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Fines handed down for trench collapse fatality

14 Oct 13 Three men have been prosecuted for safety failings after a worker was killed in a trench collapse in south London.

Xian Hou Ye, aged 56, was crushed and suffocated by nine tonnes of soil in the incident at Waldram Park Road, Lewisham, on 30 September 2010.

Woolwich Crown Court heard on Friday (11 October) that he was one of a group of workers contracted by Croxley Green-based HMB Services Ltd and company director Vijay Patel to convert a three-storey property into nine flats.

The property was co-owned by brothers Mukesh Shah and Kiran Shah, also from Hertfordshire, who appointed HMB Services and Mr Patel as the principal contractor to oversee the project.

As part of the works, a 7m-long trench had been dug, 1m-2m wide and almost 3m deep. This was being extended at one end at a 90-degree angle to form an L-shape.

A hydraulic excavator was digging the extension while Mr Ye was working in the deeper existing section. As work progressed, the inside corner of the L-shape caved in and buried him under nine tonnes of earth. He died at the scene despite frantic efforts to dig him out.

The subsequent Health & Safety Executive (HSE) investigation found that the trench had been inadequately supported with sheets of plywood and timber props.

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Mukesh Shah and Kiran Shah, both of the Optima Business Park, Pindar Road, Hoddesdon, Herts, were each found guilty of two separate breaches of the Construction (Design and Management) Regulations 2007. Mukesh Shah was fined £40,000 with costs of £34,750. Kiran Shah was fined £25,000 and was also ordered to pay £34,750 in costs.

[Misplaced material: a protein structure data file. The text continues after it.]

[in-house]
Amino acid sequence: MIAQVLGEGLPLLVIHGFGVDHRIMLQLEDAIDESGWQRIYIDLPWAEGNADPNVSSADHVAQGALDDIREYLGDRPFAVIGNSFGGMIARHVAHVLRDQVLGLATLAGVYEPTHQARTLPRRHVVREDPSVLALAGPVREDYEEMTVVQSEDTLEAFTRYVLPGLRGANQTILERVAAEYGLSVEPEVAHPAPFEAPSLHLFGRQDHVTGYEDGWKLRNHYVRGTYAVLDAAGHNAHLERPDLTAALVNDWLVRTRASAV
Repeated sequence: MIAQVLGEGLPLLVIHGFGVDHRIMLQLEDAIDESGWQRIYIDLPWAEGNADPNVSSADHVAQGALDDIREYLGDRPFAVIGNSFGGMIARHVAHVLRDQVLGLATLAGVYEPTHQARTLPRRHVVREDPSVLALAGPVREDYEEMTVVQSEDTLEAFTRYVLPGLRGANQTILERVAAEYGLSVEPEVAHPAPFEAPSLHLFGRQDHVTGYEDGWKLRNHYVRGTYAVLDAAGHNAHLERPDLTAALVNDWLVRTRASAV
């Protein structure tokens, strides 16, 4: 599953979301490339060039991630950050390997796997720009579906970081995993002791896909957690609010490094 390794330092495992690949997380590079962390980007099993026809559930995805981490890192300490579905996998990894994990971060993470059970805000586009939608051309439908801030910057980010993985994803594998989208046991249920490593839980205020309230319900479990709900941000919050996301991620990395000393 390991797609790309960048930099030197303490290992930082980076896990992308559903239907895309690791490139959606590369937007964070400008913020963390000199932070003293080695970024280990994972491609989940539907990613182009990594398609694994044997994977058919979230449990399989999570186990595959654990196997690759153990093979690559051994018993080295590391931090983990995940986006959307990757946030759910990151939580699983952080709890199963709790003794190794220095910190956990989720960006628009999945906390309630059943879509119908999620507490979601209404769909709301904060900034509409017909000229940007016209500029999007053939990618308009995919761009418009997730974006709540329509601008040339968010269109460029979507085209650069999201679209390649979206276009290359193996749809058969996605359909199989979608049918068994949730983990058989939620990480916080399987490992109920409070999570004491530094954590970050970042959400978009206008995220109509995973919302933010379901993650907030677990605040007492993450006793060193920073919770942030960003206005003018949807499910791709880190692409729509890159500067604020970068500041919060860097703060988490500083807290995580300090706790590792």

The brothers were told they would be jailed if they failed to make the necessary payments.

Vijay Patel, of Valley Walk, Croxley Green, Herts, was given 270 hours of community service after pleading guilty to a single CDM Regulations breach. The court ruled he had no means to pay a fine or contribute towards costs. HMB Services Ltd, of the same address, is now dissolved so the company avoided prosecution.

After sentencing HSE principal inspector Russell Adfield said: "Mukesh and Kiran Shah were having this conversion undertaken as part of a business venture and they were therefore ‘clients’ in this project.  A client has a very major influence over how a construction project is run as they have responsibility for appointing competent advisors – principal contractors – and ensuring that arrangements are in place for carrying out the project safely.

"The clients in this case failed on all fronts. They had no advisors to help them understand what was required of them, the principal contractor they appointed was not competent to manage this work safely and there were no formal arrangements in place to ensure the safety of those workers on site.

"It appeared neither the clients nor principal contractor had any understanding of the very real risks on that site – or how to ensure those risks were controlled."

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